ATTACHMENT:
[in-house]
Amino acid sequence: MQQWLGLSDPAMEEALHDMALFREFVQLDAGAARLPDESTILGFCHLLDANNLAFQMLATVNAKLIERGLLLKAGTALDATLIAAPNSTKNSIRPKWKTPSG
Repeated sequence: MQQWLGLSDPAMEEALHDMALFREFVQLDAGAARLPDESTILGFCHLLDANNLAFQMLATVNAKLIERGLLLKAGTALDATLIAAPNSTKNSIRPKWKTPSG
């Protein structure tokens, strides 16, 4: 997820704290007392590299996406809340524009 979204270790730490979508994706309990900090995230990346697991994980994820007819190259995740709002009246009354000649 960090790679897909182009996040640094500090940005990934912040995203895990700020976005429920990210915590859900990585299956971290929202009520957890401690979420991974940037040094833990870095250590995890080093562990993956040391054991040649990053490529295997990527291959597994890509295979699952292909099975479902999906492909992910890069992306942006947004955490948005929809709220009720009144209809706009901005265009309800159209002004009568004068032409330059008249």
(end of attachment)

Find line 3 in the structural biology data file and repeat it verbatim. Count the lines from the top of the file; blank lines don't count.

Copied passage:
Repeated sequence: MQQWLGLSDPAMEEALHDMALFREFVQLDAGAARLPDESTILGFCHLLDANNLAFQMLATVNAKLIERGLLLKAGTALDATLIAAPNSTKNSIRPKWKTPSG